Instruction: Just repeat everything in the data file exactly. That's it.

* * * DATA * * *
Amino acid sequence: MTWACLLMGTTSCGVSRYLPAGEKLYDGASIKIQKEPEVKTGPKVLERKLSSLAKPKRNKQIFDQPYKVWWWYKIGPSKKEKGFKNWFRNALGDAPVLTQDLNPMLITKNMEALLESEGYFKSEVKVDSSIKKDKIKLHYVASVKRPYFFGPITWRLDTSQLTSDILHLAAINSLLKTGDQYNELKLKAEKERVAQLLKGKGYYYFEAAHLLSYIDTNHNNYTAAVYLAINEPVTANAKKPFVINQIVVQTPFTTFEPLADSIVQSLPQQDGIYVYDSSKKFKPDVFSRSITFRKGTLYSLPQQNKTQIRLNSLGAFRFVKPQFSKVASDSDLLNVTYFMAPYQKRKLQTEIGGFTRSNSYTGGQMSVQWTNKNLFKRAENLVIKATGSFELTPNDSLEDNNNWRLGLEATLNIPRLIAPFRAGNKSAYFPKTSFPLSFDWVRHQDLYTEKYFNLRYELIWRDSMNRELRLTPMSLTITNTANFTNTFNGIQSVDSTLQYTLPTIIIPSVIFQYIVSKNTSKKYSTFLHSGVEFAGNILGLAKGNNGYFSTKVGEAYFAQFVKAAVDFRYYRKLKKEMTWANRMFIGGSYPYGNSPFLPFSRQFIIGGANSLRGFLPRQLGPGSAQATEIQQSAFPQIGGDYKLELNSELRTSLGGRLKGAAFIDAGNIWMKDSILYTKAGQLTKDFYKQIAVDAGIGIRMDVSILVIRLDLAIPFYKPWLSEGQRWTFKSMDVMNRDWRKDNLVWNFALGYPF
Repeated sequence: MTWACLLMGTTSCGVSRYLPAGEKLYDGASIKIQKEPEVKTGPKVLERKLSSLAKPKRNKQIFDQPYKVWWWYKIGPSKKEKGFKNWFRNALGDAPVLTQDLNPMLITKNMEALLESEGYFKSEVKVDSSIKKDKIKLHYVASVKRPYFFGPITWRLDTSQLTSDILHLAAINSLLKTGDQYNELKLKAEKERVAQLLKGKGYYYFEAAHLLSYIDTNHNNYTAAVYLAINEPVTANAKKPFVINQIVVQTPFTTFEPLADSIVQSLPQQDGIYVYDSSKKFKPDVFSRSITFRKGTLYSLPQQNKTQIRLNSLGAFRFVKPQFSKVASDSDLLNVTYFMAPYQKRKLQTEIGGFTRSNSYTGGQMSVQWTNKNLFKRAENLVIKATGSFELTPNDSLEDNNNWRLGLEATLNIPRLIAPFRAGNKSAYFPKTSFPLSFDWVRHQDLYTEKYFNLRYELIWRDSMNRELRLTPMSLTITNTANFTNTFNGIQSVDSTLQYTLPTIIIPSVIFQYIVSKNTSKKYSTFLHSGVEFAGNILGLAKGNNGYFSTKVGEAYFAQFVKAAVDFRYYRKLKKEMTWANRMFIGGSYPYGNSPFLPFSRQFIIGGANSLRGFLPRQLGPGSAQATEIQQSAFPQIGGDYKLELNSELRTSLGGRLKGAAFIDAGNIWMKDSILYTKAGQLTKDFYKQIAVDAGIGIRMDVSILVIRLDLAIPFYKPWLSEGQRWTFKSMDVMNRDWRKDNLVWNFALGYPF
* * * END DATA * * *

Amino acid sequence: MTWACLLMGTTSCGVSRYLPAGEKLYDGASIKIQKEPEVKTGPKVLERKLSSLAKPKRNKQIFDQPYKVWWWYKIGPSKKEKGFKNWFRNALGDAPVLTQDLNPMLITKNMEALLESEGYFKSEVKVDSSIKKDKIKLHYVASVKRPYFFGPITWRLDTSQLTSDILHLAAINSLLKTGDQYNELKLKAEKERVAQLLKGKGYYYFEAAHLLSYIDTNHNNYTAAVYLAINEPVTANAKKPFVINQIVVQTPFTTFEPLADSIVQSLPQQDGIYVYDSSKKFKPDVFSRSITFRKGTLYSLPQQNKTQIRLNSLGAFRFVKPQFSKVASDSDLLNVTYFMAPYQKRKLQTEIGGFTRSNSYTGGQMSVQWTNKNLFKRAENLVIKATGSFELTPNDSLEDNNNWRLGLEATLNIPRLIAPFRAGNKSAYFPKTSFPLSFDWVRHQDLYTEKYFNLRYELIWRDSMNRELRLTPMSLTITNTANFTNTFNGIQSVDSTLQYTLPTIIIPSVIFQYIVSKNTSKKYSTFLHSGVEFAGNILGLAKGNNGYFSTKVGEAYFAQFVKAAVDFRYYRKLKKEMTWANRMFIGGSYPYGNSPFLPFSRQFIIGGANSLRGFLPRQLGPGSAQATEIQQSAFPQIGGDYKLELNSELRTSLGGRLKGAAFIDAGNIWMKDSILYTKAGQLTKDFYKQIAVDAGIGIRMDVSILVIRLDLAIPFYKPWLSEGQRWTFKSMDVMNRDWRKDNLVWNFALGYPF
Repeated sequence: MTWACLLMGTTSCGVSRYLPAGEKLYDGASIKIQKEPEVKTGPKVLERKLSSLAKPKRNKQIFDQPYKVWWWYKIGPSKKEKGFKNWFRNALGDAPVLTQDLNPMLITKNMEALLESEGYFKSEVKVDSSIKKDKIKLHYVASVKRPYFFGPITWRLDTSQLTSDILHLAAINSLLKTGDQYNELKLKAEKERVAQLLKGKGYYYFEAAHLLSYIDTNHNNYTAAVYLAINEPVTANAKKPFVINQIVVQTPFTTFEPLADSIVQSLPQQDGIYVYDSSKKFKPDVFSRSITFRKGTLYSLPQQNKTQIRLNSLGAFRFVKPQFSKVASDSDLLNVTYFMAPYQKRKLQTEIGGFTRSNSYTGGQMSVQWTNKNLFKRAENLVIKATGSFELTPNDSLEDNNNWRLGLEATLNIPRLIAPFRAGNKSAYFPKTSFPLSFDWVRHQDLYTEKYFNLRYELIWRDSMNRELRLTPMSLTITNTANFTNTFNGIQSVDSTLQYTLPTIIIPSVIFQYIVSKNTSKKYSTFLHSGVEFAGNILGLAKGNNGYFSTKVGEAYFAQFVKAAVDFRYYRKLKKEMTWANRMFIGGSYPYGNSPFLPFSRQFIIGGANSLRGFLPRQLGPGSAQATEIQQSAFPQIGGDYKLELNSELRTSLGGRLKGAAFIDAGNIWMKDSILYTKAGQLTKDFYKQIAVDAGIGIRMDVSILVIRLDLAIPFYKPWLSEGQRWTFKSMDVMNRDWRKDNLVWNFALGYPF